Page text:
Hendrik Osula is a professional photographer from Estonia. He started having interest in photography in 2007 while visiting Vilnius and playing around with his father’s old Canon Powershot on his spare time. In 2009 he won his first place in youth category at Nature Year Photo of Estonia. Since then he started having interest in photojournalism and has been doing part time jobs for different news sites and -papers. Currently he is a chief photo editor at the biggest news and media company in Estonia. Hendrik also won first price in Estonian Press Photography Contest 2013 in Sports category and was nominee for several times.
Hendrik’s favourite subjects are sports, portraits and street photography. His interest in street photography is the reason why Hendrik purchased his first Fujifilm camera – X100S – in 2014. That was the camera which made Hendrik lean more and more away from Canon and towards Fujifilm. Since 2015 he has been using his X-T1 as a daily camera for work and spare time. Even for sports, while using his Canon equipment, he always has Fujifilm with him.
For me, there is no perfect camera as there is no perfect shot. This is why I always try to find the best one, but it means that you have to make compromises time to time. I think Fujifilm has made perfect compromise, using smaller sensor, but that way making cameras and lenses smaller. That way you can get great quality out of your camera, while not thinking which gear or lenses you should take with you. I personally can fill all my equipment into my daily backpack. As a wise man once said – the best camera is the one you have with you. This is why I am exited to be part of Fujifilm family!
GFX100 II Impression
Two of my passions in photography are street and sports, with basketball being my favorite. The perfect blend of both these interests can be found in street basketball, a subject I have yet to capture. When I had the opportunity to test out the new FUJIFILM GFX100 II camera, I knew instantly that street basketball would be the ideal challenge to explore its new capabilities. This camera’s autofocus system intrigued me as it promises to handle unpredictable and fast-moving actions while allowing me to capture the artistic essence of this sport played on the streets.
Having previously tested the GFX100S during the international sports game in Tokyo last year with regular basketball, I was aware of some of the shortcomings of the GFX line when it came to shooting fast-paced action. Thankfully, Fujifilm listened to feedback, resulting in the newly released GFX100 II featuring a significantly improved autofocus system and being capable of shooting 8fps with a mechanical shutter. Additionally, the blackout time has been greatly reduced, making it easier to track movement during erratic sports like basketball. These upgrades are a welcome improvement, and the ability to use CFexpress cards enables shooting longer burst sequences without waiting for the buffer to empty. The GFX100 II feels just as fast and reliable as the X-H2S or any other X Series camera, while offering the best image quality available.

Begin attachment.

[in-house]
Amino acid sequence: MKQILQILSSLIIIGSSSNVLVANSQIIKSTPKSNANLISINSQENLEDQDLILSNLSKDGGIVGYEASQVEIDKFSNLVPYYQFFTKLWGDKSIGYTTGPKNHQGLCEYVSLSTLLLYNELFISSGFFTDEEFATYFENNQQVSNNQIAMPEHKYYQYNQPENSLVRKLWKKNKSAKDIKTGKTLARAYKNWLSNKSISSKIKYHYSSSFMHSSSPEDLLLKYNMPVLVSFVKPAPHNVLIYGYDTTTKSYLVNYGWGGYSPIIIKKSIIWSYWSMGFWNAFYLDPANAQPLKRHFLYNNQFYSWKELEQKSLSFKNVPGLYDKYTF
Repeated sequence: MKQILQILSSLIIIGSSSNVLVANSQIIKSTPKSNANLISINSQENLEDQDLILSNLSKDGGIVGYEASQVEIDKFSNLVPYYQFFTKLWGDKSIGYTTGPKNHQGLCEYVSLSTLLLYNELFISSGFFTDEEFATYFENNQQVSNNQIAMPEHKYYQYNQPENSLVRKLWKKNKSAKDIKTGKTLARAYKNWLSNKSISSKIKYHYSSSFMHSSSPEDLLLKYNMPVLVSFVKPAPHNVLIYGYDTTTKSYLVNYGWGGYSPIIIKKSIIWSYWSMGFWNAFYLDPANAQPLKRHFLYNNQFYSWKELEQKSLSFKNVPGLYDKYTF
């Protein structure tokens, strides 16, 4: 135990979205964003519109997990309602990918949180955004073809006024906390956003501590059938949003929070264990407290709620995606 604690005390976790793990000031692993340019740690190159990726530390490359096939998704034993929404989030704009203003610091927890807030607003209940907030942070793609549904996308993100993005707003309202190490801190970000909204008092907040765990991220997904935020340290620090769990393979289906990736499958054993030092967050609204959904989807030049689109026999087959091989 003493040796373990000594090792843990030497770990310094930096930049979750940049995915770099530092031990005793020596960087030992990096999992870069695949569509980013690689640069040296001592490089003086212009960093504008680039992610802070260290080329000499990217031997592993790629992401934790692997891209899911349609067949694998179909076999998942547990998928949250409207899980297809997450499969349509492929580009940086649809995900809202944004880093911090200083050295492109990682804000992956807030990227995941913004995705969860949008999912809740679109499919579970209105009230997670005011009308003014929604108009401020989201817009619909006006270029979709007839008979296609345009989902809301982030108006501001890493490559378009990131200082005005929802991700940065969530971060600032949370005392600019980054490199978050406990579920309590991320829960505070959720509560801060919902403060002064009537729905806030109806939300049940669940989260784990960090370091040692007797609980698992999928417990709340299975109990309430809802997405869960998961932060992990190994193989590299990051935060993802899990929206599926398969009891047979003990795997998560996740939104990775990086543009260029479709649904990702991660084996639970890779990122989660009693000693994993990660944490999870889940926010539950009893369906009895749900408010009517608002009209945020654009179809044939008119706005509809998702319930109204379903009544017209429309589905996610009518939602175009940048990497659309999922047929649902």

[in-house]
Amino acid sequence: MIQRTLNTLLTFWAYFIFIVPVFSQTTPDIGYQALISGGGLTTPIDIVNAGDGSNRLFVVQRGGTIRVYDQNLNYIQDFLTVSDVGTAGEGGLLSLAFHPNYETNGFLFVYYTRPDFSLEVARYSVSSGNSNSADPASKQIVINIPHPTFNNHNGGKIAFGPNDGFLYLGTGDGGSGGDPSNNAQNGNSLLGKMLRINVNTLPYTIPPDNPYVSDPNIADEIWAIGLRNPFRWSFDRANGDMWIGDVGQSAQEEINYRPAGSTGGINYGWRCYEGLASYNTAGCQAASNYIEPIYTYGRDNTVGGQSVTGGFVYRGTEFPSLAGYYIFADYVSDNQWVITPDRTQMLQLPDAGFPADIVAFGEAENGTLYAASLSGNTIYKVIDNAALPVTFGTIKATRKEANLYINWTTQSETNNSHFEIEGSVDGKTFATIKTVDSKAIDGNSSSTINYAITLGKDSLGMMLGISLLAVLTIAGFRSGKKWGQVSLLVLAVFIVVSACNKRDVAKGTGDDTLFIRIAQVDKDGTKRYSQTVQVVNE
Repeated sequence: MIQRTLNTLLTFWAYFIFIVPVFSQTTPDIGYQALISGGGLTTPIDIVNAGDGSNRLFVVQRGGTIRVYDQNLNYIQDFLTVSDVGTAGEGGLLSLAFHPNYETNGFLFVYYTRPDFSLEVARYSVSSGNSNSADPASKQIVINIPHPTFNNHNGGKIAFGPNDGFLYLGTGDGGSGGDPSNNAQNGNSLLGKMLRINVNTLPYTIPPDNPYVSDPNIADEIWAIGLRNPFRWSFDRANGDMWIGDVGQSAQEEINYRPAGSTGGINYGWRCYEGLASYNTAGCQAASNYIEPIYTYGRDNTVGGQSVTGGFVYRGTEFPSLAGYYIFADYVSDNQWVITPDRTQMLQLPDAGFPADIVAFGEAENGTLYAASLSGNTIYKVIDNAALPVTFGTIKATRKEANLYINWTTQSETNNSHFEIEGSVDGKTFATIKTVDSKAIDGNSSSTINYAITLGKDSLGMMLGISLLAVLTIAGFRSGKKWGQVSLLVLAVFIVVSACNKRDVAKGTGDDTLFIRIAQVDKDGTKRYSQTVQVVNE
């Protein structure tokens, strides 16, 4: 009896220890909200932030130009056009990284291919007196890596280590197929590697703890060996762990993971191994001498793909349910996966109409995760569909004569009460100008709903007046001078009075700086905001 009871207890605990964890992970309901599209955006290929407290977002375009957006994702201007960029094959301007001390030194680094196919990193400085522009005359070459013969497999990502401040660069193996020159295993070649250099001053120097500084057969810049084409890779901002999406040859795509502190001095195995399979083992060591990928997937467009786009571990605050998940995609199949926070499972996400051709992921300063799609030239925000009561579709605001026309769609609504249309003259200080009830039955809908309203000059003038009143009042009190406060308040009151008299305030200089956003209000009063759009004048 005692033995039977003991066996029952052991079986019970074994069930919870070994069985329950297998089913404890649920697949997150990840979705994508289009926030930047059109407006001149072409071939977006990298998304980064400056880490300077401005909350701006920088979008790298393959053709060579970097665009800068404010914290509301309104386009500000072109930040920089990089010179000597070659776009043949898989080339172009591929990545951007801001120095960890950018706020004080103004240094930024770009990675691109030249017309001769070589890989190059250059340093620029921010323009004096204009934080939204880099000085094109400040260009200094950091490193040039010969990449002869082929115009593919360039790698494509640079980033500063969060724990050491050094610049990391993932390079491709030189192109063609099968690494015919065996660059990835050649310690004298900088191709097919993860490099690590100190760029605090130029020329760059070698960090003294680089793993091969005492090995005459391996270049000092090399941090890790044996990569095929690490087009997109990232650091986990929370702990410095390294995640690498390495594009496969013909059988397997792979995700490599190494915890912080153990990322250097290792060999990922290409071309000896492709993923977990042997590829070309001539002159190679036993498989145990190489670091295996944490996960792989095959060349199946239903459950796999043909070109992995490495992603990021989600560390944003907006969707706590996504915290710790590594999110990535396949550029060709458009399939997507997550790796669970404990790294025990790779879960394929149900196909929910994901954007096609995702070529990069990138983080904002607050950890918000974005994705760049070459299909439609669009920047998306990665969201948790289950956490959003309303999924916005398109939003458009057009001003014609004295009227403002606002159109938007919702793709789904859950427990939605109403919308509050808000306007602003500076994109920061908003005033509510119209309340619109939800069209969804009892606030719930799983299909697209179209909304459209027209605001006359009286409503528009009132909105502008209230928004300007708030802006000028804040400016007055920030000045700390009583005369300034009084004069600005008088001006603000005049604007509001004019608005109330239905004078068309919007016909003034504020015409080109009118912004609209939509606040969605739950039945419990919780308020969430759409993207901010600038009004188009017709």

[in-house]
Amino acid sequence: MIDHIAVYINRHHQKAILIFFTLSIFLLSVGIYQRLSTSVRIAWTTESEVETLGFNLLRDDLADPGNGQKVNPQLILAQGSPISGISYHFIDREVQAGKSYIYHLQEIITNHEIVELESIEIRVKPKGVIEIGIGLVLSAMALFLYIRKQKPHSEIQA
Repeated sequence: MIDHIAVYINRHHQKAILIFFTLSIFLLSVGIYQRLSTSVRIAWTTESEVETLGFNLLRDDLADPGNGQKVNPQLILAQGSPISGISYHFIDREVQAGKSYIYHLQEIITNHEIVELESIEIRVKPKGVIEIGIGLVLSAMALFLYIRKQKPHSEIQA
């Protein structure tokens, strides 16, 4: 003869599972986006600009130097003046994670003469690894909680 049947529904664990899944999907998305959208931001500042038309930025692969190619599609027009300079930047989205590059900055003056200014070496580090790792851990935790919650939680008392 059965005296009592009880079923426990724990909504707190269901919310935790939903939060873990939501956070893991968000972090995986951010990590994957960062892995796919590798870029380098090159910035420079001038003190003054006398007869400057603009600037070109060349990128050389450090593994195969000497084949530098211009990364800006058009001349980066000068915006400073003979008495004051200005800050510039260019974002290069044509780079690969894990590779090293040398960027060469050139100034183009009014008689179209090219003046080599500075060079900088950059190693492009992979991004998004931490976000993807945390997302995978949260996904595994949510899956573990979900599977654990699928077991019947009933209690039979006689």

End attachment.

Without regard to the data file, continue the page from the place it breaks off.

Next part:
The main focus of my project was to showcase the diverse settings where people gather to play basketball. Indoor professional basketball arenas tend to have a standard look with stands, wooden courts, and artificial lights. In contrast, street basketball courts vary greatly. For instance, in Los Angeles, one of the most renowned basketball metropolises, I captured images of orange sunsets and palm trees, creating a laid-back backdrop for friendly games. On the other side of the country, in New York, the game takes on a more competitive and flashy nature, with courts exuding an urban vibe.
Initially, I felt a bit apprehensive leaving behind my trusty X-H2S, which is my usual go-to camera for sports photography. However, I was eager to see the exceptional results that the GFX line offers. With the new GFX100 II, even older lenses like the GF45mmF2.8 focus much faster. My favorite feature of the autofocus system is the ability to define the autofocus zone size on both the X and Y axes. Furthermore, face detection, a feature I rarely used on my older GFX 50R and GFX100S, has been greatly improved and now matches the capabilities of the X-H2S. These enhancements quickly dispelled any concerns I had about not using the X-H2S for this project.
Throughout this project and the months of testing the GFX100II, I came to appreciate the decision to have a separate body like the GFX100S with an additional battery grip. With the grip attached, the camera feels like a sturdy tank with ample buttons for customization. Removing the grip makes it more compact, which is perfect when using smaller lenses. The battery life also seems to be improved compared to previous models, and the viewfinder is by far the most impressive I have ever used.
The combination of the new, durable, and highly customizable body, the already fantastic image quality further improved, and an autofocus system that rivals the latest X Series cameras, along with the ability to shoot at 8 frames per second, makes the GFX100 II an excellent choice for fast-paced action photography. For sports-, action- and reportage photography there has always been a compromise to make between ultimate image quality and speed of autofocus and operation of the camera. From my personal experience, I can confidently say that the GFX100 II has eliminated the need for such compromises.